of this sort involves newsgathering whose nature is so extreme as to lie outside the
territory which should be subject to the Rule. However, bearing in mind the
persistence, pervasiveness and flagrancy of the hacking and blagging, and the lack
of any public significance of the information which it would be expected to and did
reveal, it appears to me that this is not a case where the Rule can properly be invoked
by MGN. As the Strasbourg court explained at para 201, its decision that the liability
for costs in MGN v UK offended article 10 was based on the proposition that “the
most careful scrutiny on the part of the Court is called for when measures taken by
a national authority are capable of discouraging the participation of the press in
debates over matters of legitimate public concern”. I cannot accept that such a
proposition applies in relation to claims based on a defendant’s unlawful hacking
and blagging of the phone records of individuals such as the 23 claimants in Frost v
A declaration of incompatibility?
64. For the reasons given in para 29 above, it would be inappropriate to grant a
declaration of incompatibility. In addition, it would not be right to grant such a
declaration in relation to legislation which contains the 1999 Act regime, because
that regime has been superseded by other legislation, including LASPO, the
Defamation Act 2013 and CCA 2013. And it would plainly be inappropriate even to
consider making a declaration of incompatibility in relation to those statutes, as their
effect does not need to be, and was not, considered in any detail in order to dispose
of the instant appeals.
Page 22
The exercise of the Judge’s discretion in Flood v TNL
65. The final issue is whether TNL is right in its contention that, in ordering it to
pay Mr Flood’s costs of the proceedings (other than those costs which had already
been the subject of an order of the court or agreement between the parties), Nicola
Davies J acted outside the ambit of her discretionary powers. This is not a point
which would normally come before this court: it is a one-off issue relating to the
exercise of a discretionary power where the first instance judge’s decision has been
upheld by the Court of Appeal. It is only before this Court because the article 10
issues in relation to the costs order are before us, and it seemed sensible not to shut
out TNL from pursuing its contention that Nicola Davies J had erred in principle
when making that order.
66. The Judge formed the view that, as Mr Flood had established that he had been
defamed and had obtained an order for substantial damages, “the starting point” was
that he should have his costs, and there was no reason to depart from that position.
She thought that this conclusion was supported by the fact that Mr Flood had
vindicated his reputation, and she also considered that TNL’s attitude in open and
“without prejudice save as to costs” correspondence made it substantially harder for
the case to settle. TNL complains that the Judge wrongly concluded that she was
“not persuaded that there were good grounds to depart from” the starting point,
notwithstanding (i) the importance of freedom of expression, (ii) the “without
prejudice save as to costs” correspondence (“the correspondence”), (iii) the fact that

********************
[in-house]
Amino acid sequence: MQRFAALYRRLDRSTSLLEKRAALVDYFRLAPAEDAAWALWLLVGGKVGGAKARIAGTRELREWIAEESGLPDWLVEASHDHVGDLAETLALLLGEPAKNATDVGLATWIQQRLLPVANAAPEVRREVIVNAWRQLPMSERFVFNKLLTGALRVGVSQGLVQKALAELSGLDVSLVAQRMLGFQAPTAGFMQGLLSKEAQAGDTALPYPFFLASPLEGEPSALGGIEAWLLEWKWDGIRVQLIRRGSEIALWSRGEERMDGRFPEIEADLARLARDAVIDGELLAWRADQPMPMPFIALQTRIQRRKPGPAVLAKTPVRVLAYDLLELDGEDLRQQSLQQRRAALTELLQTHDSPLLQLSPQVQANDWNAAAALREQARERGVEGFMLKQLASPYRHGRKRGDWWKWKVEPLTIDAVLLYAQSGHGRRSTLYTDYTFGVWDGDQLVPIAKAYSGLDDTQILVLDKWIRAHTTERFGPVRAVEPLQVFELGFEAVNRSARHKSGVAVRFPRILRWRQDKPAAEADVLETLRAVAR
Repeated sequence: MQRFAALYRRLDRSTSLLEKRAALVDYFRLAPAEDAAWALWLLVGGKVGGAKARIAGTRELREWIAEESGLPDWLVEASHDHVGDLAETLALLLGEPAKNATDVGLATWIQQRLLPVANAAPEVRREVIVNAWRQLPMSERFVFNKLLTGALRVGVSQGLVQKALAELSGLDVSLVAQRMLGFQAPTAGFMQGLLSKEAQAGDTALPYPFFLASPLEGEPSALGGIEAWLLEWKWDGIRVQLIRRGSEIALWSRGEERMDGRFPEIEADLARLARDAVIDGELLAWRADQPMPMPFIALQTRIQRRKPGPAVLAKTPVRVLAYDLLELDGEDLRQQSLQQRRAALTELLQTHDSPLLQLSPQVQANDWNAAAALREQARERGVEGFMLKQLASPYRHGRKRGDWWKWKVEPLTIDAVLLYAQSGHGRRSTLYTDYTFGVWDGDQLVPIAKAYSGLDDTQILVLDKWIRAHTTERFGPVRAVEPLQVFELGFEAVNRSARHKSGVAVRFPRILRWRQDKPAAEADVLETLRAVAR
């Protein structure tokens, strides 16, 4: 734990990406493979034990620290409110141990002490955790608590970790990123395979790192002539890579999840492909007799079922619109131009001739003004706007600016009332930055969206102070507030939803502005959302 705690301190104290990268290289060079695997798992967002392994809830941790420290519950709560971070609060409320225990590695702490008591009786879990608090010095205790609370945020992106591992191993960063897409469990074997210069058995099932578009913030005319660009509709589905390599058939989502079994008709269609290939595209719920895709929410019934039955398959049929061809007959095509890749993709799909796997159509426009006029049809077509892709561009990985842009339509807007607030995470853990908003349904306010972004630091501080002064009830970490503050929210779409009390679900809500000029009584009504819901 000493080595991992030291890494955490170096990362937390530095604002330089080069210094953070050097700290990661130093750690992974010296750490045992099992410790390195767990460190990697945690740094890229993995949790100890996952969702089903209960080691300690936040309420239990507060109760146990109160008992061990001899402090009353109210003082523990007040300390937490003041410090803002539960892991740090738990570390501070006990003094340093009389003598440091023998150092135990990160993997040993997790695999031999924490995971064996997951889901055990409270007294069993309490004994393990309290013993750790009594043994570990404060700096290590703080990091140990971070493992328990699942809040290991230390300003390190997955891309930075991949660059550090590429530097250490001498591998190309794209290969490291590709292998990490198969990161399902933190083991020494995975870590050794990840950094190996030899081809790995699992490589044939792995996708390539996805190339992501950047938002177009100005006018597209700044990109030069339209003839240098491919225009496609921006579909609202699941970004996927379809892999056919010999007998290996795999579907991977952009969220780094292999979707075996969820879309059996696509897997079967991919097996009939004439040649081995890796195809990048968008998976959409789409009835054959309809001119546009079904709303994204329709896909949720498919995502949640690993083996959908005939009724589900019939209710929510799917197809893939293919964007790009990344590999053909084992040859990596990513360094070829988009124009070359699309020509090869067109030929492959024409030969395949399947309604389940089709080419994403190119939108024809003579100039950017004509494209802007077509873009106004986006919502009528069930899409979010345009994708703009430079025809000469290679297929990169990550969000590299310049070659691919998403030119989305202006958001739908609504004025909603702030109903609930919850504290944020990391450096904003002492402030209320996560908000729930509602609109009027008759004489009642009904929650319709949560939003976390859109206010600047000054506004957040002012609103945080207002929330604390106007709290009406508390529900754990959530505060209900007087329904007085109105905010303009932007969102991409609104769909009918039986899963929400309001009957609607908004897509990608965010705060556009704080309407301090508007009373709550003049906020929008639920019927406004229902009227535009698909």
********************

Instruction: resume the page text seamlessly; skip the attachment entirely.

Mr Flood had fought the Reynolds defence and lost, and (iv) the fact that TNL had
successfully defeated the claim in respect of all publications apart from those posted
on TNL’s website after 5 September 2007.
67. In my judgment, the Court of Appeal was correct in holding that Nicola
Davies J made no error in her decision. She was clearly right to start with the
proposition that the prima facie position was that, as Mr Flood was the winner, he
therefore ought to get his costs. He had had to go to trial to vindicate his reputation,
when TNL had accused him of corruption and had maintained a plea of justification
for a substantial time, and to recover substantial damages, indeed substantially more
than he had offered to accept. As Sharp LJ put it in the Court of Appeal, “[t]he
outcome of the litigation could properly be described as a victory for Mr Flood”
(para 27). In those circumstances, as the successful party, “the general rule” set out
in CPR 44.2(2)(a) was that he should have his costs. However, as Nicola Davies J
rightly acknowledged, that is only the starting point. It is thus necessary to consider
whether any of the points raised on behalf of TNL justify its contention that the
Judge could not reasonably have refused to depart from that starting point.
68. First, the importance of freedom of expression. In my view, important though
freedom of expression undoubtedly is, it cannot assist TNL in its challenge to the
Page 23
unqualified order for costs made in favour of Mr Flood (save, of course, in so far as
MGN v UK assists its contention in relation to the success fee and the ATE premium
as discussed above). There are many cases in domestic courts and in the Strasbourg
court which emphasise the fact that potential and actual defamation actions have an
inhibiting effect on freedom of speech, and the consequent need for the court to
scrutinise orders which it makes in that connection (see eg Derbyshire County
Council v Times Newspapers Ltd [1993] AC 534, 547F and 548D and Bladet Tromsø
and Stenaas v Norway (1999) 29 EHRR 125, para 64). However, save in exceptional
circumstances, it would be quite inappropriate to invoke that principle so that it
renders it more difficult for claimants in defamation actions to obtain access to
justice than claimants in other types of civil claim. As pointed out on his behalf, Mr